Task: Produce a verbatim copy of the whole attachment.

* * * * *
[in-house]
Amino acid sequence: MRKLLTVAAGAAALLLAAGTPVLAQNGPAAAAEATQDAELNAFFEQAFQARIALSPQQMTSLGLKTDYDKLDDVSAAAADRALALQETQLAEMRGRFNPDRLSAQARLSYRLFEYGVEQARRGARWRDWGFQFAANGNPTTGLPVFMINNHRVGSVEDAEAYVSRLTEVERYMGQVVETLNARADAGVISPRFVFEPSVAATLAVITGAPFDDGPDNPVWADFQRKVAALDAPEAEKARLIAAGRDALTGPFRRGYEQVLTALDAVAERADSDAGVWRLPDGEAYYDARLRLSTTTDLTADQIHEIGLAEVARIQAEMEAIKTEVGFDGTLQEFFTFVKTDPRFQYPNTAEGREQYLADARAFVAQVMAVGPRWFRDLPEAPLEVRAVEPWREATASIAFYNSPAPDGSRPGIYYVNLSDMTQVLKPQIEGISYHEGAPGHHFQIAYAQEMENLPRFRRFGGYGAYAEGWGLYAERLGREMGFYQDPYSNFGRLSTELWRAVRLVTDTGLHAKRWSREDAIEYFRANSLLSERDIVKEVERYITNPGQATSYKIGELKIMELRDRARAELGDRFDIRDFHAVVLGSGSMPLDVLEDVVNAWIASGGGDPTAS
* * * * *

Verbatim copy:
[in-house]
Amino acid sequence: MRKLLTVAAGAAALLLAAGTPVLAQNGPAAAAEATQDAELNAFFEQAFQARIALSPQQMTSLGLKTDYDKLDDVSAAAADRALALQETQLAEMRGRFNPDRLSAQARLSYRLFEYGVEQARRGARWRDWGFQFAANGNPTTGLPVFMINNHRVGSVEDAEAYVSRLTEVERYMGQVVETLNARADAGVISPRFVFEPSVAATLAVITGAPFDDGPDNPVWADFQRKVAALDAPEAEKARLIAAGRDALTGPFRRGYEQVLTALDAVAERADSDAGVWRLPDGEAYYDARLRLSTTTDLTADQIHEIGLAEVARIQAEMEAIKTEVGFDGTLQEFFTFVKTDPRFQYPNTAEGREQYLADARAFVAQVMAVGPRWFRDLPEAPLEVRAVEPWREATASIAFYNSPAPDGSRPGIYYVNLSDMTQVLKPQIEGISYHEGAPGHHFQIAYAQEMENLPRFRRFGGYGAYAEGWGLYAERLGREMGFYQDPYSNFGRLSTELWRAVRLVTDTGLHAKRWSREDAIEYFRANSLLSERDIVKEVERYITNPGQATSYKIGELKIMELRDRARAELGDRFDIRDFHAVVLGSGSMPLDVLEDVVNAWIASGGGDPTAS